If your child already attends a childcare centre or if you’re planning to enrol them in the future, then you may have come across the Australian Government’s Early Years Learning Framework (EYLF).
If you’re interested in finding out more about it, this article takes a look at the EYLF and the key role it plays in your child’s growth and development.
An introduction to The Early Years Learning Framework
Early childhood is a critical foundation period for a child to start establishing a positive self-esteem, resilience and a capacity to learn and it is during this time that the wheels are set in motion for a child’s lifelong success in areas such as health, education and employment.
The EYLF was developed by the Council of Australian Government as part of its reforms to early childhood education on the back of overwhelming evidence to support the above ie. that quality care and learning experiences in a child’s early years lead to better outcomes later in life. Its vision is for all children to experience play-based learning that is engaged and which builds success for life.
The five learning outcomes that the framework support are:
- Children have a strong sense of identity
- Children are connected with and contribute to their world
- Children have a strong sense of wellbeing
- Children are confident and involved learners
- Children are effective communicators
Although the EYLF is a requirement in all early childhood education and care settings across the country, it wasn’t developed as a rigid blueprint. Instead, it offers a holistic guide to support educators and caregivers to develop quality programmes and environments.
It’s essentially a way of ensuring that children aged 0-5 in all early childhood education and care settings across Australia experience quality teaching and learning.
The Evoke Early Learning Centres philosophy, applies the principles of the EYLF into our daily curriculum to support the children’s natural curiosity and desire to discover their world and to instil positive lifelong habits.
Belonging, being and becoming
The EYLF describes childhood as a time of belonging, being and becoming.
Let’s take a closer look at each of these pillars and how the early education experience impacts on them.
The key to belonging is relationships.
A child needs to feel a sense of belonging and of acceptance. This emotional support comes from their relationships with their family, other caregivers, their culture and their community and when children feel welcome, nurtured and loved in a safe, secure space, they become more engaged learners.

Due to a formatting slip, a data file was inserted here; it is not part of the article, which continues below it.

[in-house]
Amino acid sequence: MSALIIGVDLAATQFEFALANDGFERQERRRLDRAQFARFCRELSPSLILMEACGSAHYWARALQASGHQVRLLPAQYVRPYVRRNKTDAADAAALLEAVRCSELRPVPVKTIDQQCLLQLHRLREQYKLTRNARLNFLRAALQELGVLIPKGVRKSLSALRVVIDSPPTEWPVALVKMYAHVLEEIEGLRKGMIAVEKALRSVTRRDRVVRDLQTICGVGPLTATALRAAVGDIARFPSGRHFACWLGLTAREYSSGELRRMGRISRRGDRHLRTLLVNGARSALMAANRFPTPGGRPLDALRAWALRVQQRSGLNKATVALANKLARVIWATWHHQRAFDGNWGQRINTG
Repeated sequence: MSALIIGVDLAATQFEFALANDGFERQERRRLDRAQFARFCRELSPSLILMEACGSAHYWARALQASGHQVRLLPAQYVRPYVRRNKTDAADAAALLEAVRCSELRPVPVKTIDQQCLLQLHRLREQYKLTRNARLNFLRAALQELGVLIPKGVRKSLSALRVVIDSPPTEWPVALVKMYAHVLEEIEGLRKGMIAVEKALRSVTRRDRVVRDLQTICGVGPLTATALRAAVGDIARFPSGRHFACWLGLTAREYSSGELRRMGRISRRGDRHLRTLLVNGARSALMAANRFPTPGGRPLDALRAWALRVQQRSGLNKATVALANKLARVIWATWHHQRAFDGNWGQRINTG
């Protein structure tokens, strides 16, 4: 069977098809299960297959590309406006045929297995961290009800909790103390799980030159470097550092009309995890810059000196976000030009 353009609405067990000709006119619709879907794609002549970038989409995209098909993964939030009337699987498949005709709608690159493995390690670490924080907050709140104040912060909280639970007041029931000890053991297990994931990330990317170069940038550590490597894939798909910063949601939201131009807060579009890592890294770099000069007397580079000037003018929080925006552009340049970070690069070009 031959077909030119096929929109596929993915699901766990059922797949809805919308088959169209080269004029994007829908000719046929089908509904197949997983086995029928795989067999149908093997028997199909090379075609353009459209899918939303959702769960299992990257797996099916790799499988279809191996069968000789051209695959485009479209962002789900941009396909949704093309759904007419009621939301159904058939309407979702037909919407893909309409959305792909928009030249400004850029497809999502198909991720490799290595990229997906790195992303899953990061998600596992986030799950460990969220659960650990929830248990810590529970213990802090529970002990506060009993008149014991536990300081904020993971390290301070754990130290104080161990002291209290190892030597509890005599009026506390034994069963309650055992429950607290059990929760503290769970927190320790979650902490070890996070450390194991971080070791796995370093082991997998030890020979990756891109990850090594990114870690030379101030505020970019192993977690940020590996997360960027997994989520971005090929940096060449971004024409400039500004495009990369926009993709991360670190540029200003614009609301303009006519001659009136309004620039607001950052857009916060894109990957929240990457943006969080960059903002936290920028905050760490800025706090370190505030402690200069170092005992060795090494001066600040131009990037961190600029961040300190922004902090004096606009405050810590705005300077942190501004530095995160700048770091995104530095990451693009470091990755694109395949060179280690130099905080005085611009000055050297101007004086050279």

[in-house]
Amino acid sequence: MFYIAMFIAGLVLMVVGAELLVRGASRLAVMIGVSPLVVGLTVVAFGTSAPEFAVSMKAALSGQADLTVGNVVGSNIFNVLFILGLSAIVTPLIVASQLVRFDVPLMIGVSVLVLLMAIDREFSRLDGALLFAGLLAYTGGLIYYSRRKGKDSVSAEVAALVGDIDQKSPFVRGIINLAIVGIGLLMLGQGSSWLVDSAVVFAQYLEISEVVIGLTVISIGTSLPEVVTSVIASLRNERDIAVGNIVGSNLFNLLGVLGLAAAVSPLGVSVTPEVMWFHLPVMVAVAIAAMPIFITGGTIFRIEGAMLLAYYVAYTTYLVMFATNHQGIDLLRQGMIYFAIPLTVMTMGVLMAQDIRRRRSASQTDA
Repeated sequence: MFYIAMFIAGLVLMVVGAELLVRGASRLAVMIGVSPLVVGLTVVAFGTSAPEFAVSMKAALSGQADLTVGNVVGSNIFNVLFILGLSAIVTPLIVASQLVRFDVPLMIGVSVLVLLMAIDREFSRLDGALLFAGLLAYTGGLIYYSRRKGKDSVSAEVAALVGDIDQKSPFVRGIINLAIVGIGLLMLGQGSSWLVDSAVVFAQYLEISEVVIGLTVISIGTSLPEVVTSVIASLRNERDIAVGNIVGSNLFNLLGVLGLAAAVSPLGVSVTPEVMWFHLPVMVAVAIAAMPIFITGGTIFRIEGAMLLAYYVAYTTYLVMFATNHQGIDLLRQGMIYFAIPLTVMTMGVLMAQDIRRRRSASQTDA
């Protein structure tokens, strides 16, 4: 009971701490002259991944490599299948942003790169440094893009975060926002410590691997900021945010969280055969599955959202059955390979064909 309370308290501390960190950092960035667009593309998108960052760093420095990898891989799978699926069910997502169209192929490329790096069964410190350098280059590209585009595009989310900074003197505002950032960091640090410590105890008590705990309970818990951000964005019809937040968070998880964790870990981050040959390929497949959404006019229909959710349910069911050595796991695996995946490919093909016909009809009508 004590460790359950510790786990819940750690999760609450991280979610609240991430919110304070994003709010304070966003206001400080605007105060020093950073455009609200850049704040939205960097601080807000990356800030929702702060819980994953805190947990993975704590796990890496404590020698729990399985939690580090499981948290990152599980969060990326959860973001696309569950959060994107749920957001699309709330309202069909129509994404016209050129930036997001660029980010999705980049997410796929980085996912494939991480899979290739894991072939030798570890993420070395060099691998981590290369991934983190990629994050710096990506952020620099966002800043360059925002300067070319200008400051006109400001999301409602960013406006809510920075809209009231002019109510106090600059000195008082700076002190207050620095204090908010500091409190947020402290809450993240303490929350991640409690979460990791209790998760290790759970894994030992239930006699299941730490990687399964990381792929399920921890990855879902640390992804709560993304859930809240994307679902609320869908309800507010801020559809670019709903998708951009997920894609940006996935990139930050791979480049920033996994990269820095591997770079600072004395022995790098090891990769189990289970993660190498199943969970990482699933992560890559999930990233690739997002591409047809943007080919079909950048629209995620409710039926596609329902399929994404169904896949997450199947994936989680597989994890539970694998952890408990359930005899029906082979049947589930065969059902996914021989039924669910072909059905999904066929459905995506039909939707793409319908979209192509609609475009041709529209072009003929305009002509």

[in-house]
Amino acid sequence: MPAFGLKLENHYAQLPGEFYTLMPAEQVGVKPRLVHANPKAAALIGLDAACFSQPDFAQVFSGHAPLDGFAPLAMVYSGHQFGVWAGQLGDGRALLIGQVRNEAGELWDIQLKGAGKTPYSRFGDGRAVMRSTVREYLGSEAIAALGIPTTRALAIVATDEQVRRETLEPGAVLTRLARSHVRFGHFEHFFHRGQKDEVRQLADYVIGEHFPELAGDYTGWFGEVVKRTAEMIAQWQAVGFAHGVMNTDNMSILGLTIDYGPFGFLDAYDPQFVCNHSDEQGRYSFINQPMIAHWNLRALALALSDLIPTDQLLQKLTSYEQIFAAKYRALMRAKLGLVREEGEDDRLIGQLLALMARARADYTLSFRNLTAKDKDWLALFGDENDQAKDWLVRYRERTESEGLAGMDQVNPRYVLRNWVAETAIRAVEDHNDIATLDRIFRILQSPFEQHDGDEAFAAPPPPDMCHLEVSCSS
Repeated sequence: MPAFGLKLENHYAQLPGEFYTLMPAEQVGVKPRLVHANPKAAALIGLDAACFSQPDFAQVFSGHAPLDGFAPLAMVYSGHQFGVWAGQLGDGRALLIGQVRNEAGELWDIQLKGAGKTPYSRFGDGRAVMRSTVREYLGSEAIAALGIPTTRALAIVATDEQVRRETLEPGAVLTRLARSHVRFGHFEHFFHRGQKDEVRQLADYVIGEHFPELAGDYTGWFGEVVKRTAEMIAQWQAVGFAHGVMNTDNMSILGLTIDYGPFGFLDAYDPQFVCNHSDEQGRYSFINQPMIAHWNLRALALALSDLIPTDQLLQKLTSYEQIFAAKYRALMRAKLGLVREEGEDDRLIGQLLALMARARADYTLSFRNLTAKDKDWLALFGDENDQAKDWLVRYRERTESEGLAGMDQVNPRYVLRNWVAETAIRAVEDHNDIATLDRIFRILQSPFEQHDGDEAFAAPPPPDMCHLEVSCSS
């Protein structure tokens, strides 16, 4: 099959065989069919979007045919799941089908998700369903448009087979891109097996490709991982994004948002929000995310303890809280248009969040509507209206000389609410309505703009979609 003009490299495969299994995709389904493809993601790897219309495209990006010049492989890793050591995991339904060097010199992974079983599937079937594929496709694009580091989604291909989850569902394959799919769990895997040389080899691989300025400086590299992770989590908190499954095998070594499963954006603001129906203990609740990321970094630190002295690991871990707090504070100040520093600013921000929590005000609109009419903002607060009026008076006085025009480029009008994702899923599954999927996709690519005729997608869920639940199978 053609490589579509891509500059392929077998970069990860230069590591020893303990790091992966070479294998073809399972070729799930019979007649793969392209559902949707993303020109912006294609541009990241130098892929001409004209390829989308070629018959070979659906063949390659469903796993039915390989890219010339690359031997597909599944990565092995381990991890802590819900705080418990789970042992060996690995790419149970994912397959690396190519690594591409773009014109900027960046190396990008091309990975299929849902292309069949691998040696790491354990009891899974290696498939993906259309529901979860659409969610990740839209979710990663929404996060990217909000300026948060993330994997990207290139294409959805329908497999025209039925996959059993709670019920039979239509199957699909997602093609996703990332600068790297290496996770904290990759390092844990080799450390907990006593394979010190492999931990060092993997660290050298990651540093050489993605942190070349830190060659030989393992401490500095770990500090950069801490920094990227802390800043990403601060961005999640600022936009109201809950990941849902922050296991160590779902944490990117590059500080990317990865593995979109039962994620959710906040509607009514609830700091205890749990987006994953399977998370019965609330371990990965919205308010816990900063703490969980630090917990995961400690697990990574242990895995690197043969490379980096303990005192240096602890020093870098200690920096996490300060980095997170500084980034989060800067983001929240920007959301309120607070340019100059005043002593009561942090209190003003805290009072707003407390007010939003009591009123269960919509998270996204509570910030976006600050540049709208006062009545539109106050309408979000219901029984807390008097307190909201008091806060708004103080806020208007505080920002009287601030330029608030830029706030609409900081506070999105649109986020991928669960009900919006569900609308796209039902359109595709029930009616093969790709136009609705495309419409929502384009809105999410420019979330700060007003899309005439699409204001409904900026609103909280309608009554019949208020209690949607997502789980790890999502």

When a child is valued and ‘seen’, that sense of belonging is strengthened and they are more likely to explore new ideas and try new things.
Belonging makes it possible for young children to ‘be’ and ‘become’.
The EYLF recognises the child’s right to be who they are, with the freedom to explore, discover and find meaning in the world around them and also within themselves. In order to help little people to start developing a sense of self, early childhood environments need to show them that they are truly valued. Letting a child simply ‘be’ shows respect and love and gives them the affirmation they need.
The EYLF acknowledges that children learn and grow through their experiences. They start to form their sense of identify from a very young age and the type of experiences they have shape the type of adult they will become.
Childcare and early education environments need to provide a platform for positive experiences where children feel loved, valued and respected. They’ll feel more confident and secure and will have a better chance of growing into well-adjusted adults with a strong sense of identity.
Principles and practices of the EYLF
The structure of the framework has three key elements, namely Principles, Practices and Learning Outcomes (which were outlined at the beginning of this article).
These help educators to create curricula and environments that build on each child’s unique interests and abilities and guide their interactions with the children, their families and the community.
Principles of the EYLF
- Secure, respectful and reciprocal relationships
- Partnerships between educators, families and the community
- High expectations and equity
- Respect for diversity
- Ongoing learning and reflective practice
The practices outlined in the EYLF describe the most effective way for early childhood professionals to work with children and their families to promote learning and to progress towards the stated outcomes. These eight practices are:
- Adopting holistic approaches
- Being responsive to children
- Planning and implementing learning through play
- Intentional teaching
- Creating physical and social learning environments that have a positive impact on children’s learning
- Valuing the cultural and social contexts of children and their families
- Providing for continuity in experiences and enabling children to have a successful transition
- Assessing and monitoring children’s learning to inform provision and to support children in achieving learning outcomes
Some final thoughts
Our high-quality educational programmes at Evoke Early Learning integrate the ELYF as well as other proven strategies into daily life at our centres to give the children in our care the very best start in life. You can learn more about our curriculum here. We welcome you to book a tour of our early learning centres in Clayton or Albert Park to experience how passionate we are that our children feel supported to ‘belong, be and become.’